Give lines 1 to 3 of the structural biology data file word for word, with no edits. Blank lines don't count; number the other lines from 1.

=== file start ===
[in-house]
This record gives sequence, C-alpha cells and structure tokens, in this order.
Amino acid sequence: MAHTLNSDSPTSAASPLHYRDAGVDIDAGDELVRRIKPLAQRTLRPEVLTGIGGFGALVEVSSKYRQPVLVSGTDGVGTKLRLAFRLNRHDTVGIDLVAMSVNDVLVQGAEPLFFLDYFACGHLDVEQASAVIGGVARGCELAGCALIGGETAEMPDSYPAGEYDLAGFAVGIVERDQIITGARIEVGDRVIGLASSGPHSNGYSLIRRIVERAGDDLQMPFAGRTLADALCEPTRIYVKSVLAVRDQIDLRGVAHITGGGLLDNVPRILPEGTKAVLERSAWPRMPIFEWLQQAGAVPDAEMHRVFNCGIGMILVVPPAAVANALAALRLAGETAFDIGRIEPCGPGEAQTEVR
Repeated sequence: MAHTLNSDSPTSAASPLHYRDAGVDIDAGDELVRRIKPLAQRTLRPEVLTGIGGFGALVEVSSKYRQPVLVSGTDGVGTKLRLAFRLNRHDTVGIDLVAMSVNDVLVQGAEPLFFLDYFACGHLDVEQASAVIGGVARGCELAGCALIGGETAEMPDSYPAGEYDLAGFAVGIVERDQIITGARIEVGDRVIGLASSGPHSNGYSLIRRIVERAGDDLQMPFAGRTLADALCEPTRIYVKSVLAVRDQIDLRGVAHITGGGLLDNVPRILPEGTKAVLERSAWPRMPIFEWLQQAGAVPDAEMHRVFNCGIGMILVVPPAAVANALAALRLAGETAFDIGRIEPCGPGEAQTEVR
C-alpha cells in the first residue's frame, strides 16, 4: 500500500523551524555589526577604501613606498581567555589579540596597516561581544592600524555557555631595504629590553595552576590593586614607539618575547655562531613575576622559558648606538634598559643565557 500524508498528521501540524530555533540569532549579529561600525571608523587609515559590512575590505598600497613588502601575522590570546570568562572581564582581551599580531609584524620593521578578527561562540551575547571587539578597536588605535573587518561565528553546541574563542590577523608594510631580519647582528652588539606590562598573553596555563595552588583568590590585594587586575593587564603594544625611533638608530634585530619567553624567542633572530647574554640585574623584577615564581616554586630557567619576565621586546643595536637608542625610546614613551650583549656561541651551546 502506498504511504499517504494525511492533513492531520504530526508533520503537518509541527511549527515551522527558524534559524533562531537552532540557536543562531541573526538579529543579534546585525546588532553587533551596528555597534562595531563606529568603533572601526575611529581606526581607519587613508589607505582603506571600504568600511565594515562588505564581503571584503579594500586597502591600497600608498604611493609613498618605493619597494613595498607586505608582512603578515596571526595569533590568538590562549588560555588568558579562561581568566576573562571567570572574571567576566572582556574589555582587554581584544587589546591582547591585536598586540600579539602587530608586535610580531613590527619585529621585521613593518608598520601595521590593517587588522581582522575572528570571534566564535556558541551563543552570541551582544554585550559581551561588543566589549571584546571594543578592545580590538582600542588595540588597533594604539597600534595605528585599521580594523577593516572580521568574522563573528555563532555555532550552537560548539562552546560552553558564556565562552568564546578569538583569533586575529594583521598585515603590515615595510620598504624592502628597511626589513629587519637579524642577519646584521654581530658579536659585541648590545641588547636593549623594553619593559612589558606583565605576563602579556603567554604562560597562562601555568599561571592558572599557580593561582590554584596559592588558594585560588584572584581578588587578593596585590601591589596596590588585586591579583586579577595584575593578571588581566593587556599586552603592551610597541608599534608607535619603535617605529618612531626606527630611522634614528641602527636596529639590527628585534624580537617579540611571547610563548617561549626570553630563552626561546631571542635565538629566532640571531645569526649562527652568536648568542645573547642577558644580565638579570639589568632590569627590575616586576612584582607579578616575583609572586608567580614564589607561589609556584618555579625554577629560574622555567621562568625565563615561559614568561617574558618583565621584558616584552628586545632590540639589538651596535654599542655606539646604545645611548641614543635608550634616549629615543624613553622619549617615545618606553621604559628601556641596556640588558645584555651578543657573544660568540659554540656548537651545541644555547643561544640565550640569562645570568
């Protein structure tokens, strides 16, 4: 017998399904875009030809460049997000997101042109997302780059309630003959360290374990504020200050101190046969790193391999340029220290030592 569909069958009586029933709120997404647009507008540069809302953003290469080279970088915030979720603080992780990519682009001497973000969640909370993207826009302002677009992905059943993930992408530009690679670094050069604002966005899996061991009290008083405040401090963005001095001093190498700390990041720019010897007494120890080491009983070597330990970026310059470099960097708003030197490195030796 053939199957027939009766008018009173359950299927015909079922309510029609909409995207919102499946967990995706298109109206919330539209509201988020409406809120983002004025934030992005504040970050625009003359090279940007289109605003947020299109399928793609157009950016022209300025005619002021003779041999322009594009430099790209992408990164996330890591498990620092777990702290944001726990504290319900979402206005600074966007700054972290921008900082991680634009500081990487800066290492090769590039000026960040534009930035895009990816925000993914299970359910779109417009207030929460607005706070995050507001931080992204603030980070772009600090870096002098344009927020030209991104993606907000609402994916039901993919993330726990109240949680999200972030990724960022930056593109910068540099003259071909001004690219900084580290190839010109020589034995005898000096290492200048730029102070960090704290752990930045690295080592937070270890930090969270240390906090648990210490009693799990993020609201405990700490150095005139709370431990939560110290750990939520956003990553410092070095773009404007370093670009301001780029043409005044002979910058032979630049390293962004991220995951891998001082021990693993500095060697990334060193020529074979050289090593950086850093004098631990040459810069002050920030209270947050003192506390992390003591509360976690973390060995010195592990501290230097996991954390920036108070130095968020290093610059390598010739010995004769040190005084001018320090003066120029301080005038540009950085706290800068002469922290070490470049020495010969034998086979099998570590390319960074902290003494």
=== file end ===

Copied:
[in-house]
This record gives sequence, C-alpha cells and structure tokens, in this order.
Amino acid sequence: MAHTLNSDSPTSAASPLHYRDAGVDIDAGDELVRRIKPLAQRTLRPEVLTGIGGFGALVEVSSKYRQPVLVSGTDGVGTKLRLAFRLNRHDTVGIDLVAMSVNDVLVQGAEPLFFLDYFACGHLDVEQASAVIGGVARGCELAGCALIGGETAEMPDSYPAGEYDLAGFAVGIVERDQIITGARIEVGDRVIGLASSGPHSNGYSLIRRIVERAGDDLQMPFAGRTLADALCEPTRIYVKSVLAVRDQIDLRGVAHITGGGLLDNVPRILPEGTKAVLERSAWPRMPIFEWLQQAGAVPDAEMHRVFNCGIGMILVVPPAAVANALAALRLAGETAFDIGRIEPCGPGEAQTEVR